The technical and scientific nature of artificial intelligence technologies make AI an intimidating topic for most people. And the hype around what AI can do blurs the lines between reality and science fiction. While you might think that AI is too “bleeding edge” for your organization, it is very likely that you are already using AI in one way or another, at work and at home. Worry no more: let this descriptions guide you.
At Novacene, our mission is to enable businesspeople without a data science background to leverage the power of AI. Some definitions of AI are helpful but lengthy. So, with this post, I will attempt to make it easy for non-technical people to understand basic concepts AI, by providing simple and to-the-point explanations.
Artificial intelligence (AI)
AI refers to the ability of computers to perform tasks that resemble humans’ abilities to perceive the world around them and to make decisions based on that perception. For example, AI enables computers to:
- read a document and perform text analysis to understand topics;
- see the objects in an image and organize them in categories;
- hear and understand the instructions you tell it to perform;
- and more.
Sensory capabilities like seeing and hearing are possible thanks to sensors like cameras and microphones; while machine learning algorithms facilitate the cognitive capabilities like understanding and organizing.
Machine learning (ML)
Machine learning refers to a set of statistical methods that make it possible to predict an outcome. The larger the amount of data used to predict the outcome, the higher the likelihood that the prediction will be correct. Like humans, machines learn to make better decisions as their exposure to data increases.
Supervised machine learning
Supervised learning refers to the way in which a machine learning model is trained using labeled data. For example, let’s say you are trying to automate the verification of user accounts to determine whether they are real or fake. In a supervised learning scenario, you train the machine learning model using labeled data. In our example, labeled data could be an Excel spreadsheet with columns for the different attributes of an account and a column containing the corresponding label (real or fake). The machine learning algorithm would create a mathematical representation that reflects the relationships in the data, and use that representation to predict the labels for cases that it hasn’t encounter before, effectively predicting whether a new account is real or fake.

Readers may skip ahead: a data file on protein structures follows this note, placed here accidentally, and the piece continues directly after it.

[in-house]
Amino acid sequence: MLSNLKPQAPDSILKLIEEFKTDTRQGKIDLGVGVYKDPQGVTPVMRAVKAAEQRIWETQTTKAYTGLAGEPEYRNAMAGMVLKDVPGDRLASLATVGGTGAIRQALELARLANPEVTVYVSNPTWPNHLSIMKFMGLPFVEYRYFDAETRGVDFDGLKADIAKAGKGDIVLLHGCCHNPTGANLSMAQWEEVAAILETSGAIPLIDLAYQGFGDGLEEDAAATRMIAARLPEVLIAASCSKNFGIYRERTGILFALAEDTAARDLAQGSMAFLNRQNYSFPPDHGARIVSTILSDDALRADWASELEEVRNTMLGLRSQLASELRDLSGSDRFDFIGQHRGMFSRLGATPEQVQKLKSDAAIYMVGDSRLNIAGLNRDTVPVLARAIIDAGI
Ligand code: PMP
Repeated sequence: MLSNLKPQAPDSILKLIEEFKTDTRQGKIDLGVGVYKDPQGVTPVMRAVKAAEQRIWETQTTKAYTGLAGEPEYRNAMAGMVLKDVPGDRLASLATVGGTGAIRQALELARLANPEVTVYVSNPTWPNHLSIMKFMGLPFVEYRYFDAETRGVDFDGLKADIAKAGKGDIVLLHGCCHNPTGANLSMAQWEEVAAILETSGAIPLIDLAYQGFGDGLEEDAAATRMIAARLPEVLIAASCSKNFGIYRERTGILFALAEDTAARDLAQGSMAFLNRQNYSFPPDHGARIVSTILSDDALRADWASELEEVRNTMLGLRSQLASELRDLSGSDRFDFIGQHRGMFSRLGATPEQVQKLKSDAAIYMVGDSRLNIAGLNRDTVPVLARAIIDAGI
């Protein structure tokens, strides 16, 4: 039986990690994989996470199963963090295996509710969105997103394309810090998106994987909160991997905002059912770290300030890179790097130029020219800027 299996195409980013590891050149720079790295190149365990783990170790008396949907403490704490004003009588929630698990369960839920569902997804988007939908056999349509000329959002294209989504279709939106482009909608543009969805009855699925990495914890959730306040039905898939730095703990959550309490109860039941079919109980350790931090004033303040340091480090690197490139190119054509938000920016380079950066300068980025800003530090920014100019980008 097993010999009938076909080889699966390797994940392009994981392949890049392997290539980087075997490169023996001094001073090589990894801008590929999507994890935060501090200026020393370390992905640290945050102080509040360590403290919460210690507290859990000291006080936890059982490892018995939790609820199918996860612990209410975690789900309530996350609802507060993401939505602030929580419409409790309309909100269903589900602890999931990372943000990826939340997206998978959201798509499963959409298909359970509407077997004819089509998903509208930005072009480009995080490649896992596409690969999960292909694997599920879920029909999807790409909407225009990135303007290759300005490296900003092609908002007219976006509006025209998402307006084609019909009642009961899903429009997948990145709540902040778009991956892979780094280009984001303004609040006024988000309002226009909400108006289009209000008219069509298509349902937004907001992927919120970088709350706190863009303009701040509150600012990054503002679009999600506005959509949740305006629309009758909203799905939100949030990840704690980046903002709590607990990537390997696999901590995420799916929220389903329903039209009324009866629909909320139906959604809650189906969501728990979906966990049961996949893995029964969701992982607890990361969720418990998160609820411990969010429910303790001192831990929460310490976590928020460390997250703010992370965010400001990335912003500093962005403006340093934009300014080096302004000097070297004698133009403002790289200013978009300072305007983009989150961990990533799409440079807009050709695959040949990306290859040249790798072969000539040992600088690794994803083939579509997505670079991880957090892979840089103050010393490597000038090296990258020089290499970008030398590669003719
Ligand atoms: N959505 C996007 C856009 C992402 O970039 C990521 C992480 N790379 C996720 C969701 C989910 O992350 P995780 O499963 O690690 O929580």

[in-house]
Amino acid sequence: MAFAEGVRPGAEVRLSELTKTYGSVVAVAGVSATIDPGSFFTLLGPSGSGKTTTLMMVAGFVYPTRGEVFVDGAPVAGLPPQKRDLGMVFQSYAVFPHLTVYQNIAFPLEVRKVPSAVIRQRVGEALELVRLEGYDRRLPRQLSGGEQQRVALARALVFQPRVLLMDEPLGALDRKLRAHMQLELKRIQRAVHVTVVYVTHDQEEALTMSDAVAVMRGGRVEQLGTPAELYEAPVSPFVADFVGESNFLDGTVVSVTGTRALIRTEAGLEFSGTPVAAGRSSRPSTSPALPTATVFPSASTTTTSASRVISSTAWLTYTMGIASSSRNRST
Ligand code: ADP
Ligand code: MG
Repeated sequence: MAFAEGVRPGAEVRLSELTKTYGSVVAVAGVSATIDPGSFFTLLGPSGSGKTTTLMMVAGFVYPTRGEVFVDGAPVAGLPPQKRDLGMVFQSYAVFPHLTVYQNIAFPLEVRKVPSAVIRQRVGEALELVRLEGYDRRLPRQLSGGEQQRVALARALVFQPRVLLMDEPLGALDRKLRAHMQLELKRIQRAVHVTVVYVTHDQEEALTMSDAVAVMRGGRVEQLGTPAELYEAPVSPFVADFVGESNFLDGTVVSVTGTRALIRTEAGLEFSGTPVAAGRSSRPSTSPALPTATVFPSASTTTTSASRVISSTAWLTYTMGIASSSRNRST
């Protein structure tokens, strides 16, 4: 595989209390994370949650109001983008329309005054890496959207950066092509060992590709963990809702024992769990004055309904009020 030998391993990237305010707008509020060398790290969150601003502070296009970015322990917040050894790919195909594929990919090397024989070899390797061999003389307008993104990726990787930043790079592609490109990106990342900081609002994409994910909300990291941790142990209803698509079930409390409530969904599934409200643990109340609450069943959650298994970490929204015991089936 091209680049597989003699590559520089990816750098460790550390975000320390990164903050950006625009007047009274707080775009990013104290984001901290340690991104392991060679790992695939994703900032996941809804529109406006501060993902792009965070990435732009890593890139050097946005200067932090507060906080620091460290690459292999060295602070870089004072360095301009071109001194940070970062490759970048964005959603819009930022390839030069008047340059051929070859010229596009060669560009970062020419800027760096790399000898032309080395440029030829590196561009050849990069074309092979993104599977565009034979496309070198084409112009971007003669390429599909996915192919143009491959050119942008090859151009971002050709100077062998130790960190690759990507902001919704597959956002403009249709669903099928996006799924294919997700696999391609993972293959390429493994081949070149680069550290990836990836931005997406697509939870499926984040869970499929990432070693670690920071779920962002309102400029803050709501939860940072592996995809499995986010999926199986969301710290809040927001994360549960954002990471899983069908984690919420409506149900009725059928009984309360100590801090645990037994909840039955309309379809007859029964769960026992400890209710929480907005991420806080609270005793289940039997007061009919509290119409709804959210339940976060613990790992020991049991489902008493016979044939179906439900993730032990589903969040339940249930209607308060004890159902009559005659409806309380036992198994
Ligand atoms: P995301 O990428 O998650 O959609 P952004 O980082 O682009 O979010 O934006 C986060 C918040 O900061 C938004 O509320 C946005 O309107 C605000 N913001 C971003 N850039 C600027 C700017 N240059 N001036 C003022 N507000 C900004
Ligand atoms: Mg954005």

Unsupervised machine learning
Unsupervised learning is another method used by computers to predict outcomes. This method does not require labeled data, however. Instead, the algorithm uses statistical methods to make predictions. For example, an unsupervised learning model could be used to categorize responses to the question “Which issues drive your voting preferences” into categories such as the economy, the environment, healthcare, etc. In this case, the computer performs a few tasks: first, it converts the responses to a numerical representation. Then, it plots these numbers on a graph and groups nearby points together into clusters. These clusters represent the different categories.
In the context of AI, there is a continuum of ways in which analytics can be visualized. You’ll hear terms like descriptive analytics, diagnostic analytics, predictive analytics and prescriptive analytics. The first two refer to the ability to describe the past and the present, and the ability to diagnose patterns and relationships in the data. The last two are about predicting future outcomes and prescribing which actions to take.
The path forward
We hope that these explanations help increase your understanding of AI. But these AI definitions are just the beginning. We are here to support your organization as it begins to plan and incorporate AI into day-to-day operations. Don’t hesitate to get in touch to discuss your needs.